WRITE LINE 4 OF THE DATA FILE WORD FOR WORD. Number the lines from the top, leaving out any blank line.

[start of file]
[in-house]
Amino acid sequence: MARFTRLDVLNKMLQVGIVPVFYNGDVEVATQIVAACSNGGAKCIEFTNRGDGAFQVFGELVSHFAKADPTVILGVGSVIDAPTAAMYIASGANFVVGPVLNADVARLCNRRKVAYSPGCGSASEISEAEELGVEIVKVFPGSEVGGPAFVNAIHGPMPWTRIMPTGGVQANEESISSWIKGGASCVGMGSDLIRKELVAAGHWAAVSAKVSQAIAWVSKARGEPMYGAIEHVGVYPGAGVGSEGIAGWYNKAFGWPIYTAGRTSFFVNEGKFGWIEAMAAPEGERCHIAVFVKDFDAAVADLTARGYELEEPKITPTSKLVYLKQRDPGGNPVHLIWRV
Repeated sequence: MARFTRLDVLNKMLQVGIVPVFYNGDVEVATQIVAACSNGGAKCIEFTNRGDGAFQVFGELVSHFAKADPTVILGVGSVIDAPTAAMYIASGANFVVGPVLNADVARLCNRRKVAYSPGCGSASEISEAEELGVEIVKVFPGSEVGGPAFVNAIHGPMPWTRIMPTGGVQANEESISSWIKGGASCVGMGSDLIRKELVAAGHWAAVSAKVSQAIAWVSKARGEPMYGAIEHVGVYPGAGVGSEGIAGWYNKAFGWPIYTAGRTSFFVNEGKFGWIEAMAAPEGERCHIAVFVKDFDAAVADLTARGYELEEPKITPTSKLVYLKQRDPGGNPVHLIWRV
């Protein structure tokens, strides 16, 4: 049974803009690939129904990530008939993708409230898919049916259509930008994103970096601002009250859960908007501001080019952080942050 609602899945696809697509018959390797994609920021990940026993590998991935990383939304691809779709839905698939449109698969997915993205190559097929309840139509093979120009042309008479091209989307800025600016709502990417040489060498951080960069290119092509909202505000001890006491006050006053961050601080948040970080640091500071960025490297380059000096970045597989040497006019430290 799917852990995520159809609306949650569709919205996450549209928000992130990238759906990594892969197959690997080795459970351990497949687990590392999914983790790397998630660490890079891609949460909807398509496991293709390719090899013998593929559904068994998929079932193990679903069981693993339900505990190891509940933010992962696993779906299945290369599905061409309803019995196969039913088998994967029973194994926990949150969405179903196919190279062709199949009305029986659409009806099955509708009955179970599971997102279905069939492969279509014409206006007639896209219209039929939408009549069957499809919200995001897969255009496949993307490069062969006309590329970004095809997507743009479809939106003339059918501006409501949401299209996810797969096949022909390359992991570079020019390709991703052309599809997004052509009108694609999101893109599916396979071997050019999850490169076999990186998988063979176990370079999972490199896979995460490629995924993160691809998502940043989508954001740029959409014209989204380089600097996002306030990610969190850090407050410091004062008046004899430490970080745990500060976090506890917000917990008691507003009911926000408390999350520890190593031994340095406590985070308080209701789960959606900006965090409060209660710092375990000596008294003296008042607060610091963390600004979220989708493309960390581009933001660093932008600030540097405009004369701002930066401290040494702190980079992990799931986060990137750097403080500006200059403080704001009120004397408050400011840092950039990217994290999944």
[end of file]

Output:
């Protein structure tokens, strides 16, 4: 049974803009690939129904990530008939993708409230898919049916259509930008994103970096601002009250859960908007501001080019952080942050 609602899945696809697509018959390797994609920021990940026993590998991935990383939304691809779709839905698939449109698969997915993205190559097929309840139509093979120009042309008479091209989307800025600016709502990417040489060498951080960069290119092509909202505000001890006491006050006053961050601080948040970080640091500071960025490297380059000096970045597989040497006019430290 799917852990995520159809609306949650569709919205996450549209928000992130990238759906990594892969197959690997080795459970351990497949687990590392999914983790790397998630660490890079891609949460909807398509496991293709390719090899013998593929559904068994998929079932193990679903069981693993339900505990190891509940933010992962696993779906299945290369599905061409309803019995196969039913088998994967029973194994926990949150969405179903196919190279062709199949009305029986659409009806099955509708009955179970599971997102279905069939492969279509014409206006007639896209219209039929939408009549069957499809919200995001897969255009496949993307490069062969006309590329970004095809997507743009479809939106003339059918501006409501949401299209996810797969096949022909390359992991570079020019390709991703052309599809997004052509009108694609999101893109599916396979071997050019999850490169076999990186998988063979176990370079999972490199896979995460490629995924993160691809998502940043989508954001740029959409014209989204380089600097996002306030990610969190850090407050410091004062008046004899430490970080745990500060976090506890917000917990008691507003009911926000408390999350520890190593031994340095406590985070308080209701789960959606900006965090409060209660710092375990000596008294003296008042607060610091963390600004979220989708493309960390581009933001660093932008600030540097405009004369701002930066401290040494702190980079992990799931986060990137750097403080500006200059403080704001009120004397408050400011840092950039990217994290999944």